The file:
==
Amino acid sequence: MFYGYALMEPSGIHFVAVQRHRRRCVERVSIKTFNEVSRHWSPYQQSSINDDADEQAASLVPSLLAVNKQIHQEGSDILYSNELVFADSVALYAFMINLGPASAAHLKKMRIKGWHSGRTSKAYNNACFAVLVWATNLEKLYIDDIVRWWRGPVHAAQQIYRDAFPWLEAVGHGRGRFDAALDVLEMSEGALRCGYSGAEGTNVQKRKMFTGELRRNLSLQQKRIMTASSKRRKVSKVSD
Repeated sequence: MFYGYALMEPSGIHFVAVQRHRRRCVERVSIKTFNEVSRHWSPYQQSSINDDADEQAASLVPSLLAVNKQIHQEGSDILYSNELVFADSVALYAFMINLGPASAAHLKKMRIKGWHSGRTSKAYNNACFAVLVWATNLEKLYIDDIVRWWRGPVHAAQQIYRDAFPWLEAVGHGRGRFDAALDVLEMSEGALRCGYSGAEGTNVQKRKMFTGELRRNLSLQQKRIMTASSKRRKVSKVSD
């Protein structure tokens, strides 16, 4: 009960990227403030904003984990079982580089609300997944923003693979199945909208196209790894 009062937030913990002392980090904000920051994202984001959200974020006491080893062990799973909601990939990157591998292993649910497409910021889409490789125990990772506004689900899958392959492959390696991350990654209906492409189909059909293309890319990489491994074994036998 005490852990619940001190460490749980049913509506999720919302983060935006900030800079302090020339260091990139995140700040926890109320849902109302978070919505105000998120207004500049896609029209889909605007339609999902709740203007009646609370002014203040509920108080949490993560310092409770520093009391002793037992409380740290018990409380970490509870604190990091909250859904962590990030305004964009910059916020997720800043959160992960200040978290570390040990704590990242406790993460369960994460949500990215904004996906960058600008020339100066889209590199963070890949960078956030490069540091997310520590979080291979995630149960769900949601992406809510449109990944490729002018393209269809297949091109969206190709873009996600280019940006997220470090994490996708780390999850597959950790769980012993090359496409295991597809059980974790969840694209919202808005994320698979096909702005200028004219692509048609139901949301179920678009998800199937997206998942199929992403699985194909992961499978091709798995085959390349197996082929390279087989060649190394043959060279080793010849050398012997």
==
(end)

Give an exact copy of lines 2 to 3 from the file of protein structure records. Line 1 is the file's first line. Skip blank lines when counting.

Repeated sequence: MFYGYALMEPSGIHFVAVQRHRRRCVERVSIKTFNEVSRHWSPYQQSSINDDADEQAASLVPSLLAVNKQIHQEGSDILYSNELVFADSVALYAFMINLGPASAAHLKKMRIKGWHSGRTSKAYNNACFAVLVWATNLEKLYIDDIVRWWRGPVHAAQQIYRDAFPWLEAVGHGRGRFDAALDVLEMSEGALRCGYSGAEGTNVQKRKMFTGELRRNLSLQQKRIMTASSKRRKVSKVSD
């Protein structure tokens, strides 16, 4: 009960990227403030904003984990079982580089609300997944923003693979199945909208196209790894 009062937030913990002392980090904000920051994202984001959200974020006491080893062990799973909601990939990157591998292993649910497409910021889409490789125990990772506004689900899958392959492959390696991350990654209906492409189909059909293309890319990489491994074994036998 005490852990619940001190460490749980049913509506999720919302983060935006900030800079302090020339260091990139995140700040926890109320849902109302978070919505105000998120207004500049896609029209889909605007339609999902709740203007009646609370002014203040509920108080949490993560310092409770520093009391002793037992409380740290018990409380970490509870604190990091909250859904962590990030305004964009910059916020997720800043959160992960200040978290570390040990704590990242406790993460369960994460949500990215904004996906960058600008020339100066889209590199963070890949960078956030490069540091997310520590979080291979995630149960769900949601992406809510449109990944490729002018393209269809297949091109969206190709873009996600280019940006997220470090994490996708780390999850597959950790769980012993090359496409295991597809059980974790969840694209919202808005994320698979096909702005200028004219692509048609139901949301179920678009998800199937997206998942199929992403699985194909992961499978091709798995085959390349197996082929390279087989060649190394043959060279080793010849050398012997």